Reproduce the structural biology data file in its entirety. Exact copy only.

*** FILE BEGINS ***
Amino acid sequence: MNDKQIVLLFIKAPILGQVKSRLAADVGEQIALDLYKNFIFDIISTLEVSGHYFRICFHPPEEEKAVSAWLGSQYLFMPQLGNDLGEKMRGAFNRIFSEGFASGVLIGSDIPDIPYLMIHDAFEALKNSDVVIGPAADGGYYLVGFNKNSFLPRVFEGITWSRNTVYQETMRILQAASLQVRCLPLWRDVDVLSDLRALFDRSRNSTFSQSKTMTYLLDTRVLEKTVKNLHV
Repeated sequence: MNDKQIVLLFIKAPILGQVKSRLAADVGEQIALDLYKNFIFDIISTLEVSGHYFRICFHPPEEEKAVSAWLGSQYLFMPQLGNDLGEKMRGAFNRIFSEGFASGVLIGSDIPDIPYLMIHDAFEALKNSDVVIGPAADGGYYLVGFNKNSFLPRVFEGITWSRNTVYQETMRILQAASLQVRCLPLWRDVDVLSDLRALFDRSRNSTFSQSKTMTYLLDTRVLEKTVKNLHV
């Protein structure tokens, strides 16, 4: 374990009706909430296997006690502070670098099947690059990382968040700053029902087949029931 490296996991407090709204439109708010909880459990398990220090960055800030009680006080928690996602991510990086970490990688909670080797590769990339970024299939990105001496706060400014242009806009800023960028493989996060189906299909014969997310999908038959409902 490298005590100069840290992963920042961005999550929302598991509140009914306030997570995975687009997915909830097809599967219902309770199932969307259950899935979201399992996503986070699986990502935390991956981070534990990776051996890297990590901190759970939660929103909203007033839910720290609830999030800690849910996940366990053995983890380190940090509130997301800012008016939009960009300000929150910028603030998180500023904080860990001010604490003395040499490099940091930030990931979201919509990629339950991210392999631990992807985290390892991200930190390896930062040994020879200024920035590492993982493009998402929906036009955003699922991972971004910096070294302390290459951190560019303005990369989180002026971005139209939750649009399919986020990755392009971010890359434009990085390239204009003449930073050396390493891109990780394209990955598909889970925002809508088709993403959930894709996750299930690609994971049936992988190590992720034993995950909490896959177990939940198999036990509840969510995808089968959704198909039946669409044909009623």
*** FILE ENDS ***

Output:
Amino acid sequence: MNDKQIVLLFIKAPILGQVKSRLAADVGEQIALDLYKNFIFDIISTLEVSGHYFRICFHPPEEEKAVSAWLGSQYLFMPQLGNDLGEKMRGAFNRIFSEGFASGVLIGSDIPDIPYLMIHDAFEALKNSDVVIGPAADGGYYLVGFNKNSFLPRVFEGITWSRNTVYQETMRILQAASLQVRCLPLWRDVDVLSDLRALFDRSRNSTFSQSKTMTYLLDTRVLEKTVKNLHV
Repeated sequence: MNDKQIVLLFIKAPILGQVKSRLAADVGEQIALDLYKNFIFDIISTLEVSGHYFRICFHPPEEEKAVSAWLGSQYLFMPQLGNDLGEKMRGAFNRIFSEGFASGVLIGSDIPDIPYLMIHDAFEALKNSDVVIGPAADGGYYLVGFNKNSFLPRVFEGITWSRNTVYQETMRILQAASLQVRCLPLWRDVDVLSDLRALFDRSRNSTFSQSKTMTYLLDTRVLEKTVKNLHV
């Protein structure tokens, strides 16, 4: 374990009706909430296997006690502070670098099947690059990382968040700053029902087949029931 490296996991407090709204439109708010909880459990398990220090960055800030009680006080928690996602991510990086970490990688909670080797590769990339970024299939990105001496706060400014242009806009800023960028493989996060189906299909014969997310999908038959409902 490298005590100069840290992963920042961005999550929302598991509140009914306030997570995975687009997915909830097809599967219902309770199932969307259950899935979201399992996503986070699986990502935390991956981070534990990776051996890297990590901190759970939660929103909203007033839910720290609830999030800690849910996940366990053995983890380190940090509130997301800012008016939009960009300000929150910028603030998180500023904080860990001010604490003395040499490099940091930030990931979201919509990629339950991210392999631990992807985290390892991200930190390896930062040994020879200024920035590492993982493009998402929906036009955003699922991972971004910096070294302390290459951190560019303005990369989180002026971005139209939750649009399919986020990755392009971010890359434009990085390239204009003449930073050396390493891109990780394209990955598909889970925002809508088709993403959930894709996750299930690609994971049936992988190590992720034993995950909490896959177990939940198999036990509840969510995808089968959704198909039946669409044909009623």